Wayne Brady

Wayne Brady was first introduced to TV audiences on the improvisational comedy show Whose Line Is It Anyway? for which he won an Emmy. With stints hosting his own gig, The Wayne Brady Show, and a part in the Broadway revival of Chicago, Brady, 38, has proven himself more than just an improv comedian. He grew up in Florida, where he got his start performing in high school productions, and by 17 knew the stage was his calling. He performed in improv and sketch-comedy groups in Florida and California before finding himself opposite Drew Carey on Whose Line Is It Anyway? The show helped jumpstart Brady’s career and established the nice-guy image Brady would later poke fun at in a cameo on Chappelle’s Show. Brady’s stage show Making It Up, debuted at the Venetian in April 2007 and is back after a hiatus at the end of 2009.

You recently got a wax figure at Madam Tussauds here in Las Vegas. Does it feel cool or a bit creepy?

If it was creepy I wouldn’t do it. I think it’s one of the ultimate pats on the back, “Hey you’ve made it,” where folks know who you are. If you got a wax figure and no one cared who you were, it would kind of defeat the purpose of having a wax figure. Then it’s a mannequin. They sent me the picture, and I have to say it’s pretty cool to see yourself like that. Of course, you look at it and you go, “Does it look exactly like me?,” and I think it looks incredibly close. If you had to look at it, you definitely do need to take a second look and that’s pretty cool.

What do you like about performing in Las Vegas?

That it’s Vegas; it’s old-school. It’s definitely the mark of a true performer to be on a Vegas stage and to pack a house five nights a week just based on your name alone. I’m a big fan of the Rat Pack and of Sammy Davis Jr., so to me playing Vegas has that old-school connotation.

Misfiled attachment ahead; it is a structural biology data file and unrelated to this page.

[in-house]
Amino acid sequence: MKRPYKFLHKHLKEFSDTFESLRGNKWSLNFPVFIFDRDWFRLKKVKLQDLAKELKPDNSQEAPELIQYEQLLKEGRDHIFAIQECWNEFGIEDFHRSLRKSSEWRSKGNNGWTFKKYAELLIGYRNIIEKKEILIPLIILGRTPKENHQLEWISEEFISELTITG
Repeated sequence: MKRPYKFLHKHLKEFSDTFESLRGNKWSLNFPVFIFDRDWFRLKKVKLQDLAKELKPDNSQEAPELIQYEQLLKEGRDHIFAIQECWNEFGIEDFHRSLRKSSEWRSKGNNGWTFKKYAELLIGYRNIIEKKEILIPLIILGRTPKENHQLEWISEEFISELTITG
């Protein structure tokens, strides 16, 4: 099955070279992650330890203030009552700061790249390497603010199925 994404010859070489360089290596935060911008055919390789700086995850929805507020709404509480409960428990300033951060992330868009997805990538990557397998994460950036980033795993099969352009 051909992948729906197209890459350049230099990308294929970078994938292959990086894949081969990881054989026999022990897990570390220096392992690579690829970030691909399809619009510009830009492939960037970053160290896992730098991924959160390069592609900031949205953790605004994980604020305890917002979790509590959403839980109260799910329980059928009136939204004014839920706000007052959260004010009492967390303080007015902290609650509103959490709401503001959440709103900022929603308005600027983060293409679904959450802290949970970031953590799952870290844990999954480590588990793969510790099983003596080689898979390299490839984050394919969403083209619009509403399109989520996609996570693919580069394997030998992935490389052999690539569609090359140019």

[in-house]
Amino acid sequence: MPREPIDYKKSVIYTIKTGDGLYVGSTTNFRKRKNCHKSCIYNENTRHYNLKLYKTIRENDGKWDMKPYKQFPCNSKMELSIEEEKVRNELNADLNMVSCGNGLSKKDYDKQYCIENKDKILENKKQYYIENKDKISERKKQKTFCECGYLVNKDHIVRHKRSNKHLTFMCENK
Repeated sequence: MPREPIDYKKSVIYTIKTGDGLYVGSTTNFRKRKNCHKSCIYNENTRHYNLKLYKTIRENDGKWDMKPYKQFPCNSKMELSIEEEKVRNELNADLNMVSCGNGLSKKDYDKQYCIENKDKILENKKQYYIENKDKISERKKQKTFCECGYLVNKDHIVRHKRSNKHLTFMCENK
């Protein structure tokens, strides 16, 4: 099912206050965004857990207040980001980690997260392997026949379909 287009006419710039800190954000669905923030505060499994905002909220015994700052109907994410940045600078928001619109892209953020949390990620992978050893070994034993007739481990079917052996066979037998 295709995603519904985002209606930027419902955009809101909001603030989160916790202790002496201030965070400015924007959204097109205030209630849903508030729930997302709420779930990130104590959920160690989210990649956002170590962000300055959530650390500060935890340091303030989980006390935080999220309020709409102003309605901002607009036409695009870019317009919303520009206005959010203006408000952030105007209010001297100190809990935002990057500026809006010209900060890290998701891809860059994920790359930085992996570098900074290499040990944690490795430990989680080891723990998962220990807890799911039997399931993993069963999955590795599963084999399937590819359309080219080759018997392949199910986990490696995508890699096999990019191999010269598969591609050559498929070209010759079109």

Are there drawbacks?

It’s kind of a crapshoot sometimes where the audiences are either true fans or they’re drunk people that have been comped or just stumble into your show. When your show is known to have comedy in it, there’s always the person that wants to come in and test you as opposed to a theatrical audience. I’m used to playing theaters as well when I tour, which is more of a theatrical setting and people that come to see theater come to see theater, not show up in their bathrobes and house slippers from their rooms because they just don’t know how to act. That’s also part of the fun because it’s like, OK, it’s Vegas and whatever happens happens.

What draws you to improv?

It isn’t like it’s something I started doing yesterday. I do it because I’ve been doing it since I was 17, and it’s not a destination. I’m an actor … occasionally it’s fun to step onstage and be like, “Let’s do it.” Just like it’s fun to do a sitcom and then to have a script and be able to sort of originate a character, or to turn around and do a movie or turn around and do a record. What I like about improv is you don’t know what’s coming next; the audience doesn’t know what’s coming next, so that’s definitely a draw.

Who are your influences?

I think as an actor, as a performer, I really love people like Whoopi Goldberg, Billy Crystal and John Leguizamo, and actors who are able to give you a little something different, who are able to step onstage and be able to kill it, and then guys like Sammy Davis Jr., the old-school influences, who do everything onstage and leave an audience just mesmerized.

What’s your funniest Vegas story?

A lot of them are probably unprintable because they’re just horribly dirty and not even on my end. Sometimes when people come to Vegas they lose their mind and choose to leave ethics at home. I think it has to be when I came to my dressing room and somehow someone had gotten back there, a fan, and they were waiting in the dressing room and they said, “Hey Wayne, when do we start the show?” It was my favorite/scariest moment, but I look at stuff like that and the only thing you can say to it is “only in Vegas.” Only here does a drunk man with a yard-long drink end up in your dressing room going, “Hey, Wayne, when are we going to go?”

If you could give Las Vegas a slogan what would it be?

“Who needs pants?”

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